I’ve seen a certain sentiment that if Russia “gets away” with kicking Georgia around, then who knows where they’ll stop; after all, “Russia’s imperial ambitions are unlikely to stop at the Georgian border”. And it’s true that ambitions doubtless do spread beyond Georgia. But what about capabilities? In an op-ed yesterday, Ronald Asmus and Richard Holbrooke noted that Russia seeks “a sphere of hegemony over its neighbors.” I might add that the United States has traditionally sought the same in our hemisphere. And yet despite the Monroe Doctrine’s claim of hemisphere-wide applicability, in practice it’s a lot easier to boss Guatemala around than, say, Brazil.
For example, since Georgia and Ukraine are linked as countries that are seeking NATO membership over strong Russian objections, I’ve heard some sentiment that it may be “today Georgia, tomorrow Ukraine” in terms of Moscow reasserting control over its near abroad:
It’s useful in this regard, though, to compare Georgia to Ukraine. Georgia contains 4.6 million people in a land area of 27,000 square miles. Ukraine is 46 million people in a land area of 233,000 square miles. Georgia’s PPP adjusted GDP is $20.5 billion, Ukraine’s is $400,000 billion. Georgia is vulnerable to Russian coercion not primarily because anyone has conceded a point of principle to them, but simply because Georgia is tiny and poor. Ukraine is about ten times as big and twice as rich on average, giving it a massive edge in terms of ability to resist pressure. What’s more, due to the geography of the situation it’s much easier for the West to give practical assistance to Ukraine than to Georgia.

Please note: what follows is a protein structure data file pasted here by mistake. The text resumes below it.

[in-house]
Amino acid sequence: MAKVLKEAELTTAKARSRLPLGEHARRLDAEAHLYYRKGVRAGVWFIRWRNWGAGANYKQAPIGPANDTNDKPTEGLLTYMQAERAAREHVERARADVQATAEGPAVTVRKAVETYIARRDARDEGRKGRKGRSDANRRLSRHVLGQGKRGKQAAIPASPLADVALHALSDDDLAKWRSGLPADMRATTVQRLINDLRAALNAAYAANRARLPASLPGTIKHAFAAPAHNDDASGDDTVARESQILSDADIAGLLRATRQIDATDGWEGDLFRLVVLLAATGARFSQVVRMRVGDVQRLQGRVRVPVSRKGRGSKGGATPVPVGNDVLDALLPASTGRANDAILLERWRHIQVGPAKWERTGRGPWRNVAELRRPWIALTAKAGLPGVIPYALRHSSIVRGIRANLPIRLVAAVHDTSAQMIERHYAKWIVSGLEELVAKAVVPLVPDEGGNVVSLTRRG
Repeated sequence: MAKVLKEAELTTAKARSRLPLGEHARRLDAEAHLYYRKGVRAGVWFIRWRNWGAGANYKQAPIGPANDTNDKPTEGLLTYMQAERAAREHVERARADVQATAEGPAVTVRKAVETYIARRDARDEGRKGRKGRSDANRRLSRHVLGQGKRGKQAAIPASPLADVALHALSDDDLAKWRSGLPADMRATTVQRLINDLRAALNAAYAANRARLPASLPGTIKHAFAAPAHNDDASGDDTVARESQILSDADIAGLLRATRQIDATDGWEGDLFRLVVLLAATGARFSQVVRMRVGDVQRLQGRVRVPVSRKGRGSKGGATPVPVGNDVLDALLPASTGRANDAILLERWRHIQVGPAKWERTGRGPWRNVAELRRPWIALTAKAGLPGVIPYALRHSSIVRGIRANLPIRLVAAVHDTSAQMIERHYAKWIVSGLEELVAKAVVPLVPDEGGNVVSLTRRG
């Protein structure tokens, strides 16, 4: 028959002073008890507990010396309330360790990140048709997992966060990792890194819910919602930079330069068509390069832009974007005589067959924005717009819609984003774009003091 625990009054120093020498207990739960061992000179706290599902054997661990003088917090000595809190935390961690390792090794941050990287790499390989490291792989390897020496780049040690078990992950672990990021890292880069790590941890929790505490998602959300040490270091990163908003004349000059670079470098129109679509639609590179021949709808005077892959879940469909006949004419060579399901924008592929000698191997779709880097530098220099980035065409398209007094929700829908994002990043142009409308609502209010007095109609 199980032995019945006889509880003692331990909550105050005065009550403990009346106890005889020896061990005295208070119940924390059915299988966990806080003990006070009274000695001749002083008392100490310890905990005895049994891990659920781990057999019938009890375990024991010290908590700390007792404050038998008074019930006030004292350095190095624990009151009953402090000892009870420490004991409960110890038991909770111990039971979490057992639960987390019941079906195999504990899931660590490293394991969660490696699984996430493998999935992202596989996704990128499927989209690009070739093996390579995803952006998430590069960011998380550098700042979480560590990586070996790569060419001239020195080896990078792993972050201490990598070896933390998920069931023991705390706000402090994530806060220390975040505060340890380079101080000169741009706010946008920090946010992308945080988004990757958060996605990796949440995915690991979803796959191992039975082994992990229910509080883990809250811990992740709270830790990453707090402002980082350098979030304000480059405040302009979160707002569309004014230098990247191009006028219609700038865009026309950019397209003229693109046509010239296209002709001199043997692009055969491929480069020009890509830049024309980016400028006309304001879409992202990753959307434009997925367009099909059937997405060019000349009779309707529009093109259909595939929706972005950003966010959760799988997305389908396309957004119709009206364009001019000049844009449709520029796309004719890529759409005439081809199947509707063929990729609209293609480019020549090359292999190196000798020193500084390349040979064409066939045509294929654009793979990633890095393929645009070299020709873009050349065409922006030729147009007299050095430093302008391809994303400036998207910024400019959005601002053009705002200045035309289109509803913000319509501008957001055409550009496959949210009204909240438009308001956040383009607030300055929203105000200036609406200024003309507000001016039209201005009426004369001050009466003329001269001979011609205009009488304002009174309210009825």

This sort of consideration is why things like this John Barry article that breaks out the usually “appeasement” cant in order to argue for direct US military intervention in Georgia is so daft. The appeasement frame rests on the idea that it’s some kind of slippery slope from Russian bombers hitting Tblisi to attacks on Talinn, Kiev, Warsaw and who knows where else. But that’s to view international politics as some kind of purely abstract, logical affair where if Russia gets away with one thing there’s nothing to stop them from marching as far west as they please. In practice, the issue is whether there’s a slipper slope of capabilities and there clearly isn’t.
Photo by Flickr user ezioman used under a Creative Commons license